My mom and I recently watched your Engelbert Humperdinck in Hawaii TV special on PBS. Your voice sounds amazing. What do you do to keep your voice in shape?
I’m just lucky. I don’t do anything specific to keep in it shape. I never get nodes on my throat which you get from singing incorrectly. I haven’t had a voice lesson in my life so I don’t really know how to sing properly. But I think I’ve been given a gift, and I sing properly anyway!
You haven’t lost any of your vocal power.
No I haven’t, but I have come down a semi-tone.
You also look great. What’s your secret?
When I started to do that special in Hawaii, I hadn’t done a special in a while and I thought to myself, “If this is going to be around for a long time, then I want to look like I looked many years ago.” So I went on a serious diet, a serious exercise regimen and I dropped 31 pounds.
Your Hawaii TV special also reminded me of another great TV special filmed in Hawaii, Elvis Presley’s Aloha from Hawaii Via Satellite in 1973.
Yeaaaah! That was one of the reasons I wanted to do a special there, because of the connection I had with Elvis. I wanted to do something that he also did.
Do you miss your old friend?
I do miss him very much.
I always thought Elvis started the sideburns craze. But it was really you!
It was me! I brought it to America, I brought it to Canada, I brought it to the world. I started it in 1965. Elvis didn’t start his until around 1970-71.
I was trying to create an image. So I told my manager at the time, Gordon Mills, “I have to create an image. Everyone starts at the head!” Like The Beatles all had one hairstyle (here Engelbert sings a Beatles-esque “Woooo!”)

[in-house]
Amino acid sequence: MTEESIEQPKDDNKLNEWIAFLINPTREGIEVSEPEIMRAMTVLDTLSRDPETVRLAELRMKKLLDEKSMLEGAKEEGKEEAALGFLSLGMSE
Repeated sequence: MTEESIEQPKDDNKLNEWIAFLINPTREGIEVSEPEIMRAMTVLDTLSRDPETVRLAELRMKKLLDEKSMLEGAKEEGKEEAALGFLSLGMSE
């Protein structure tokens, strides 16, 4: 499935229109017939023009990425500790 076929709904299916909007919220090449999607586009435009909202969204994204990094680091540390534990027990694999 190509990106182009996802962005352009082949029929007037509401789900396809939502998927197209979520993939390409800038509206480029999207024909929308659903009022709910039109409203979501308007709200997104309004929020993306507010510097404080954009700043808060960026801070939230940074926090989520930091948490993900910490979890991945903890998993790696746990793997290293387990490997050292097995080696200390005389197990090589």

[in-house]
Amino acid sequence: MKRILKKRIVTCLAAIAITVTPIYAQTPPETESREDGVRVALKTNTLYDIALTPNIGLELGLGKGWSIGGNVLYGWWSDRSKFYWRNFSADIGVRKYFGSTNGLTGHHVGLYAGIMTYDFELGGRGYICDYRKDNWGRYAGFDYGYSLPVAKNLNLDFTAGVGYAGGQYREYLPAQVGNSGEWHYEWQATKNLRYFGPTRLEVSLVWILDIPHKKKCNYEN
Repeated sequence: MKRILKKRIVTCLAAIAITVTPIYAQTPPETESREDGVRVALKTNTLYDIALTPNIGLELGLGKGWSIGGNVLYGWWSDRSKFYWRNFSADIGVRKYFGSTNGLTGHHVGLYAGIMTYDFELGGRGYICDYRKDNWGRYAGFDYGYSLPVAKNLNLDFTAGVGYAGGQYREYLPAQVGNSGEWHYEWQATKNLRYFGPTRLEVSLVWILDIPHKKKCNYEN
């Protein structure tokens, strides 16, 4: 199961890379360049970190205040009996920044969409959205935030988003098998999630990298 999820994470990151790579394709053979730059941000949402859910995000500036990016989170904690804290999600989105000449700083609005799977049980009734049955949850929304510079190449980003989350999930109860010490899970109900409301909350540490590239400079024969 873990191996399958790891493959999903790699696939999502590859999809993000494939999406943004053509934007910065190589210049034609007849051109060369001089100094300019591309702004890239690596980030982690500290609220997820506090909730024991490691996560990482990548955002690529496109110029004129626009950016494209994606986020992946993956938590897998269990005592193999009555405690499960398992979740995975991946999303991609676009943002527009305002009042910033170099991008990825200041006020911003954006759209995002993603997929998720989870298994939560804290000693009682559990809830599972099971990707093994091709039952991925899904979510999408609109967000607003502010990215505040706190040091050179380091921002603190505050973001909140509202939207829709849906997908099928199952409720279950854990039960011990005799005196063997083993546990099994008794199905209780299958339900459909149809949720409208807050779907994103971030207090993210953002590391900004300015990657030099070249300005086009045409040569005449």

Even Yul Brynner started his own look.
It all starts with the head. No one looks at your feet when you walk onstage. So I dyed my hair black and grew sideburns and created a style for my first television show. My manager even told me, “You better shave them off, they look ridiculous!” I said no. Soon the Beatles and Elvis also grew sideburns. Glen Campbell, Kenny Rogers, you name the name, they all put on sideburns after me.
Back in the day visiting performers used to stay at your home in Vegas. I’m thinking Dean Martin?
Dean was a very good friend of mine. As a matter of fact, Dean took a shine to me because I played at his hotel, The Riviera, the first high rise on the strip. Dean was a co-owner. It was a classic hotel. He used to put his name on the marquee: “Dean Martin presents Engelbert Humperdinck.” He never did that for any other artist. I was the only one. I used to dine a lot with him in L.A.
Vegas has changed incredibly over the decades. What do you think of the city Vegas has become?